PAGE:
A breastfeeding mum’s guide to surviving the night feeding shift

 

*This is a guest post

In a perfect world, every new mum would have a night nurse. And if not a night nurse, at least a husband willing to help out between the hours of 10 pm and 8 am. But the reality is that those frequent overnight interruptions that are the hallmark of new parenthood usually fall squarely on the shoulders of the still-healing new mother, especially if she’s breastfeeding. Here are some ideas on surviving the night feeding shift during the early months of motherhood when you’re the sole overnight caregiver and milk-maker.

1. Keep the baby in your room

While co-sleeping (sleeping in the same bed as your baby) isn’t generally recommended by doctors, rooming with your baby is. It’s preferable to have your baby sleep in your room for at least the first six months, if not the whole first year. This serves the nursing mother well – you don’t even have to get out of bed to feed the baby overnight! There are plenty of pieces of gear on the market designed to facilitate safe but close sleeping,), but a good old-fashioned Pack-n-Play will do the trick, too.

2. Have a mobile changing station by your bed

This can be as fancy as a cute plastic caddy or as simple as a stack of nappies on your nightstand. Keep everything you might possibly need for overnight nappy changes within your reach so your feet don’t even have to hit the floor when your little one wakes. Not only are you exhausted from multiple nighttime feedings, but you’re also still sore and recovering from childbirth. The less you have to get in and out of bed, the better. Make sure you have a good stockpile of nappies, wipes, nappy cream, extra pajamas, burp rags, a nasal aspirator, and extra pacifiers easily available to you. You might not need them all every night, but it’s better to be over-prepared than caught off guard.

3. Consider learning to breastfeed on your side

If you learn how to nurse while reclining on your side (with your baby lying parallel to you), it will allow you to lay down and rest a bit during overnight nursing sessions. However, it’s important to note that some experts recommend not co-sleeping with your baby due to an increased risk of SIDS. If you feel like you are so exhausted you are likely to fall asleep while breastfeeding in this position, do not use it. This breastfeeding position simply allows mothers to conserve their energy and remain a little more comfortable while nursing, however if you feel like you can’t stay awake, choose a position that will help you stay alert.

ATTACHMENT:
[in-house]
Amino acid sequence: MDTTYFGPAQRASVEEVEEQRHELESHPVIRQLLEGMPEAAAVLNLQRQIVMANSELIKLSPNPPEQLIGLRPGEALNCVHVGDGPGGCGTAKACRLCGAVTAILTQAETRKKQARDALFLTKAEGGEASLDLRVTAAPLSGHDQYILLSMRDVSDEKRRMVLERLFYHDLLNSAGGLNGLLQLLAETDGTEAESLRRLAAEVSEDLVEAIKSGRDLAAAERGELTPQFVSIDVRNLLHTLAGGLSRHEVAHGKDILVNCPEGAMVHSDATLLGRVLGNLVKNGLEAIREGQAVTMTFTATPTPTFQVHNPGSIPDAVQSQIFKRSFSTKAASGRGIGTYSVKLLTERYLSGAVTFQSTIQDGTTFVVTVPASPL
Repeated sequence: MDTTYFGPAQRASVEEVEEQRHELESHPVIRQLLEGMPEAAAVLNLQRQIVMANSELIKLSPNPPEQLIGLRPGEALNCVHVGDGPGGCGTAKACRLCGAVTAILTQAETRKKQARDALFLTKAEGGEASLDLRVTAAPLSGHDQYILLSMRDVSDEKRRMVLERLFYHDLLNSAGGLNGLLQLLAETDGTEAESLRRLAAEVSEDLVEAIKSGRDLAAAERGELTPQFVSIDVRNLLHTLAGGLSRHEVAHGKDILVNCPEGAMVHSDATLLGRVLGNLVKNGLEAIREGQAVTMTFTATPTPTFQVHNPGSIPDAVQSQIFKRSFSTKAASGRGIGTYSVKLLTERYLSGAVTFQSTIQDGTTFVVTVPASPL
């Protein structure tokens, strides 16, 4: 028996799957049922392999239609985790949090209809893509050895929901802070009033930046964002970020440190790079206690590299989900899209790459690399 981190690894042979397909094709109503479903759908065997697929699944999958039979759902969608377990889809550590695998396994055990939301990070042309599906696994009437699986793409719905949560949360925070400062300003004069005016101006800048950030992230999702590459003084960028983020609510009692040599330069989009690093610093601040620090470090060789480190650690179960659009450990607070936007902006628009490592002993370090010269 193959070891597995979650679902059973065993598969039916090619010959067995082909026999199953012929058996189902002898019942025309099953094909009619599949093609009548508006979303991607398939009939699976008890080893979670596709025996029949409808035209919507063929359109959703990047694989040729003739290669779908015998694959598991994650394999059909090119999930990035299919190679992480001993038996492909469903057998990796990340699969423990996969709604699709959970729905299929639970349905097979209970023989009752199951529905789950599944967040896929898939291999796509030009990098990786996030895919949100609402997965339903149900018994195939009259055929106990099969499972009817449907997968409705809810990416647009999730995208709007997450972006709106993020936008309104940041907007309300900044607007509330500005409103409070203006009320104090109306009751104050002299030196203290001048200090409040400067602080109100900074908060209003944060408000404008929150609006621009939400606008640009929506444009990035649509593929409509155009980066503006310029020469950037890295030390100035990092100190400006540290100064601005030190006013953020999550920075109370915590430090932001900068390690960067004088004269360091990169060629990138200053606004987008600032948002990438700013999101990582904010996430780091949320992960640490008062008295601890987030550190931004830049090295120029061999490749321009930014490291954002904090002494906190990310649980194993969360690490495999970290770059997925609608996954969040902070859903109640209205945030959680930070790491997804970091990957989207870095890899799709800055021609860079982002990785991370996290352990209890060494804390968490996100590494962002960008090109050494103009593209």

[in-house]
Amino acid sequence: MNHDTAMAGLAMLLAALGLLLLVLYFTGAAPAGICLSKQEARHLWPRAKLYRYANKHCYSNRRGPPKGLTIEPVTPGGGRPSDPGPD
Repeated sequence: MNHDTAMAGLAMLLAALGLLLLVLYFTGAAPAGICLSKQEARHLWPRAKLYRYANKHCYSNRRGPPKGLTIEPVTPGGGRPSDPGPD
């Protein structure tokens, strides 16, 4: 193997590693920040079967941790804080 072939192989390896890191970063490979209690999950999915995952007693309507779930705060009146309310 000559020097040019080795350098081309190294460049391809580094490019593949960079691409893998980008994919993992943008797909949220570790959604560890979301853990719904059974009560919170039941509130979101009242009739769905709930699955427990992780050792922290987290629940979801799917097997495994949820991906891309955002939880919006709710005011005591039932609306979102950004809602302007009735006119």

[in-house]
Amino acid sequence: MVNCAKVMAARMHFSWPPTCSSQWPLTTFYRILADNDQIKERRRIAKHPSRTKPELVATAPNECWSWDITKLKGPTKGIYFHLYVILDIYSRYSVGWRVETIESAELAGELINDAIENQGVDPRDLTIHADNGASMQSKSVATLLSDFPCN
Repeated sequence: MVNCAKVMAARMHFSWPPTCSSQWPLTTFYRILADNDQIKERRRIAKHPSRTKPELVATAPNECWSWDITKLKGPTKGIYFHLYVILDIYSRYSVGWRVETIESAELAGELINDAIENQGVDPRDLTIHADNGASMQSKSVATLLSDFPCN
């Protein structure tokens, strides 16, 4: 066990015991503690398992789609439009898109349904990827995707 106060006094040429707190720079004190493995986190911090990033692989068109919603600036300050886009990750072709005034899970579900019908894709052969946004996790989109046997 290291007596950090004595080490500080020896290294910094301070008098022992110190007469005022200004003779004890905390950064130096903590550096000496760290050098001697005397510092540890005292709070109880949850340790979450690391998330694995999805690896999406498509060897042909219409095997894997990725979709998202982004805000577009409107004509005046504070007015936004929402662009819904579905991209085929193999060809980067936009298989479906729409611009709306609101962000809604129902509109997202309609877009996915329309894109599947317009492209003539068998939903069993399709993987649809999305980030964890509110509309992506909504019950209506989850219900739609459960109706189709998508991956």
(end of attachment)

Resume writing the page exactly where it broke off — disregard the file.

4. Load up your Netflix queue

Let’s face it: babies don’t always just nurse and go back to sleep. Sometimes they stay awake for extended periods of time during the overnight hours – and that means you’ll be awake, too. Prepare for those overnight snuggle sessions on the couch by loading up your DVR or Netflix queue in advance – that way you don’t have to sift bleary-eyed through hundreds of viewing options while still in a fog of sleep. Having something interesting to watch will help you pass the time and keep you awake, too.

5. Ask for help during the day

Sure, not everyone can breastfeed your baby – especially overnight. But they can help out with housework, cooking, and child-minding during the day. Don’t feel like you have to “do it all” and don’t hesitate to ask for help once or twice a week if you need it. Use the time to rest, read a book, or do whatever you need to do to take care of you.

To sum it up

When you’re breastfeeding a newborn, the night hours are the hardest. New mums can feel lonely, unsupported, and helpless. As their child’s sole source of food, they don’t have a choice but to wake several times a night. Finding ways to shorten the duration of the night waking and getting creative about preserving energy and rest will help a breastfeeding mum survive the exhausting early weeks. Though it feels like it may never end, I promise you, it will.

A breastfeeding mum's guide to surviving the night feeding shift

Bio

Jenny is just another mum trying to do her best. She loves making lists and helping others find what they are looking for. You can find her blogging about her struggles with breastfeeding, breast pumping tips & more at Mum Loves Best and on Pinterest.

 

3 comments

  1. This post is amazing and wonderful, especially for single mothers. They must have been having a hard time when doing the night feeding shift all alone. Thanks for sharing you guide here!

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